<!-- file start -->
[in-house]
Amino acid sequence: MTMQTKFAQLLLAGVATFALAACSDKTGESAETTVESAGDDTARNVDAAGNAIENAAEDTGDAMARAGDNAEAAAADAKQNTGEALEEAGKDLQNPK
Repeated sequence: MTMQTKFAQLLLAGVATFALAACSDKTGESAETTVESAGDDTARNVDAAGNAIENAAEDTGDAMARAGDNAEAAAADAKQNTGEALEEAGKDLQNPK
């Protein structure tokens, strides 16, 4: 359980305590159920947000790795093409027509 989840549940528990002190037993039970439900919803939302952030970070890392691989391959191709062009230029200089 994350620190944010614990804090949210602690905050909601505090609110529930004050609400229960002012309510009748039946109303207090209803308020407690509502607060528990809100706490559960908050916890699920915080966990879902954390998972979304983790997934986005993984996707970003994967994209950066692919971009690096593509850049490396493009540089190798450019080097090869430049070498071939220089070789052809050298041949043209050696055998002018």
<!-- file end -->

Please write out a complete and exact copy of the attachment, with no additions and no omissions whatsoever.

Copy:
[in-house]
Amino acid sequence: MTMQTKFAQLLLAGVATFALAACSDKTGESAETTVESAGDDTARNVDAAGNAIENAAEDTGDAMARAGDNAEAAAADAKQNTGEALEEAGKDLQNPK
Repeated sequence: MTMQTKFAQLLLAGVATFALAACSDKTGESAETTVESAGDDTARNVDAAGNAIENAAEDTGDAMARAGDNAEAAAADAKQNTGEALEEAGKDLQNPK
């Protein structure tokens, strides 16, 4: 359980305590159920947000790795093409027509 989840549940528990002190037993039970439900919803939302952030970070890392691989391959191709062009230029200089 994350620190944010614990804090949210602690905050909601505090609110529930004050609400229960002012309510009748039946109303207090209803308020407690509502607060528990809100706490559960908050916890699920915080966990879902954390998972979304983790997934986005993984996707970003994967994209950066692919971009690096593509850049490396493009540089190798450019080097090869430049070498071939220089070789052809050298041949043209050696055998002018």